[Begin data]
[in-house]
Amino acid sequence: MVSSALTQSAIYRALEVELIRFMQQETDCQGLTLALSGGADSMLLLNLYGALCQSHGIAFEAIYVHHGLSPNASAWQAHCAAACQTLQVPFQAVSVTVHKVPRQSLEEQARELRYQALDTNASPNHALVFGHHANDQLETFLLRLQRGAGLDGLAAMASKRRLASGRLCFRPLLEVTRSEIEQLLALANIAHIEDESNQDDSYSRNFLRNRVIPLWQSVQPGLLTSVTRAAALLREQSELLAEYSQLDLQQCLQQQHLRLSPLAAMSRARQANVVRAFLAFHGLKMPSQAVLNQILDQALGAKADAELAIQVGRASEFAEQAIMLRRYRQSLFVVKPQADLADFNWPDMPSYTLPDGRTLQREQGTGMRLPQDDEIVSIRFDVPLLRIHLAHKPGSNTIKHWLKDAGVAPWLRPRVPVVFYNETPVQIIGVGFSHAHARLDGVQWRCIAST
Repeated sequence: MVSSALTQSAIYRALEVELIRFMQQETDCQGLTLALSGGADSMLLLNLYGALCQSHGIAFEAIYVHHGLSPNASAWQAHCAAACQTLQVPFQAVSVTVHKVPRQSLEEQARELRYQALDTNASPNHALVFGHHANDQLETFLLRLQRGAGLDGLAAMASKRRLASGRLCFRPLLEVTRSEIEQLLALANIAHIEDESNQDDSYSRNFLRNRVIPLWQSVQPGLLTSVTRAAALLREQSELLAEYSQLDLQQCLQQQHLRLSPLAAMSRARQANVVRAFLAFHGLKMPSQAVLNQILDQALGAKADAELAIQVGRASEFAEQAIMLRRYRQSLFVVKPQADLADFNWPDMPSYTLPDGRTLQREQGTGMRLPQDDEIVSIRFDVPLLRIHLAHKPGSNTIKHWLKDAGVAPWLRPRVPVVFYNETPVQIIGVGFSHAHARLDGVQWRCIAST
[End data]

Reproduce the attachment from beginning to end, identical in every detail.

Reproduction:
[in-house]
Amino acid sequence: MVSSALTQSAIYRALEVELIRFMQQETDCQGLTLALSGGADSMLLLNLYGALCQSHGIAFEAIYVHHGLSPNASAWQAHCAAACQTLQVPFQAVSVTVHKVPRQSLEEQARELRYQALDTNASPNHALVFGHHANDQLETFLLRLQRGAGLDGLAAMASKRRLASGRLCFRPLLEVTRSEIEQLLALANIAHIEDESNQDDSYSRNFLRNRVIPLWQSVQPGLLTSVTRAAALLREQSELLAEYSQLDLQQCLQQQHLRLSPLAAMSRARQANVVRAFLAFHGLKMPSQAVLNQILDQALGAKADAELAIQVGRASEFAEQAIMLRRYRQSLFVVKPQADLADFNWPDMPSYTLPDGRTLQREQGTGMRLPQDDEIVSIRFDVPLLRIHLAHKPGSNTIKHWLKDAGVAPWLRPRVPVVFYNETPVQIIGVGFSHAHARLDGVQWRCIAST
Repeated sequence: MVSSALTQSAIYRALEVELIRFMQQETDCQGLTLALSGGADSMLLLNLYGALCQSHGIAFEAIYVHHGLSPNASAWQAHCAAACQTLQVPFQAVSVTVHKVPRQSLEEQARELRYQALDTNASPNHALVFGHHANDQLETFLLRLQRGAGLDGLAAMASKRRLASGRLCFRPLLEVTRSEIEQLLALANIAHIEDESNQDDSYSRNFLRNRVIPLWQSVQPGLLTSVTRAAALLREQSELLAEYSQLDLQQCLQQQHLRLSPLAAMSRARQANVVRAFLAFHGLKMPSQAVLNQILDQALGAKADAELAIQVGRASEFAEQAIMLRRYRQSLFVVKPQADLADFNWPDMPSYTLPDGRTLQREQGTGMRLPQDDEIVSIRFDVPLLRIHLAHKPGSNTIKHWLKDAGVAPWLRPRVPVVFYNETPVQIIGVGFSHAHARLDGVQWRCIAST